Over 29 million women are considered victims of modern-day slavery. Globally, an estimated 736 million women—almost one in three—have been subjected to intimate partner violence, non-partner sexual violence, or both at least once in their life (30 percent of women aged 15 and older). This figure does not include sexual harassment. In management language, it is safe to say that as per Maslow’s Hierarchy of Needs, the global female population still struggles with the bottom two; physiological and safety needs.
At Meradesh, our team of data scientists and researchers explored the issue of safety within the Indian context. To start with we gathered data on the lines of states that were preparing for the 2020 assembly election; Kerala, Tamil Nadu, West Bengal, and Assam. Our attempt was to understand the relationship between the registered numbers of Violence Against Women cases (VAW) and the presence of female cops. Along with that, we tried to comprehend the impact leader’s gender might play in prioritizing women-focused policies.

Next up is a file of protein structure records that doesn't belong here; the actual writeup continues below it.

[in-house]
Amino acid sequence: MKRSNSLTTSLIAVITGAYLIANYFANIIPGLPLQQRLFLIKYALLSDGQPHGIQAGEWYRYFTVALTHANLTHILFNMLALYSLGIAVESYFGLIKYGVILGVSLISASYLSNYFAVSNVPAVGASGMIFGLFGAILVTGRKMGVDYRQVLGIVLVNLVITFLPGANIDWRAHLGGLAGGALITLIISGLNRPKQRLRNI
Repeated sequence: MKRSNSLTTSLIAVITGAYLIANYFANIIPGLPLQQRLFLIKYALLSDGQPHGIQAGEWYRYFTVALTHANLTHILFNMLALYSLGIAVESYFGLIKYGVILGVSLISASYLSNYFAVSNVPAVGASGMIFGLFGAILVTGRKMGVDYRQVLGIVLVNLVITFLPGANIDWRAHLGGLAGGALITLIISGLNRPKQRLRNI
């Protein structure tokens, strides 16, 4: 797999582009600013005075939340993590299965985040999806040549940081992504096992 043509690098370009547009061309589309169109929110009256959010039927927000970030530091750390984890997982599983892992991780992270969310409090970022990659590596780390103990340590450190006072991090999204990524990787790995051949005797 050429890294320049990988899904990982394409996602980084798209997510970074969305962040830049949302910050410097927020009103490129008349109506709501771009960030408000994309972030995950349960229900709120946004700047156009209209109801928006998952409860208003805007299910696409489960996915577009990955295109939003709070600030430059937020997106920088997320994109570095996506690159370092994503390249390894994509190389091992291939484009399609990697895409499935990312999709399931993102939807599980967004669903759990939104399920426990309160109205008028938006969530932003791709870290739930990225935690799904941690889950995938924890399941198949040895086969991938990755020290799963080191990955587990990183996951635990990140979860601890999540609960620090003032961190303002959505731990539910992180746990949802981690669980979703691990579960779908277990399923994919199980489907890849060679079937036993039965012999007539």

The results were pretty fascinating. Two trends emerged from the visuals.
First compared to the five state leaders, the gender of the leader did seem to matter. During West Bengal Chief Minister Mamta Banerjee and Tamil Nadu Chief Minister J. Jayalalitha’s tenure priority was given to increasing the number of female police personnel.
Second, the year 2012 seemed to have provided a huge impetus to the number of female cops. Across the four states, the year acts as the base year for either sustaining earlier numbers or of rapid increase. 2012 was the year when the Nirbhaya case rattled the nation.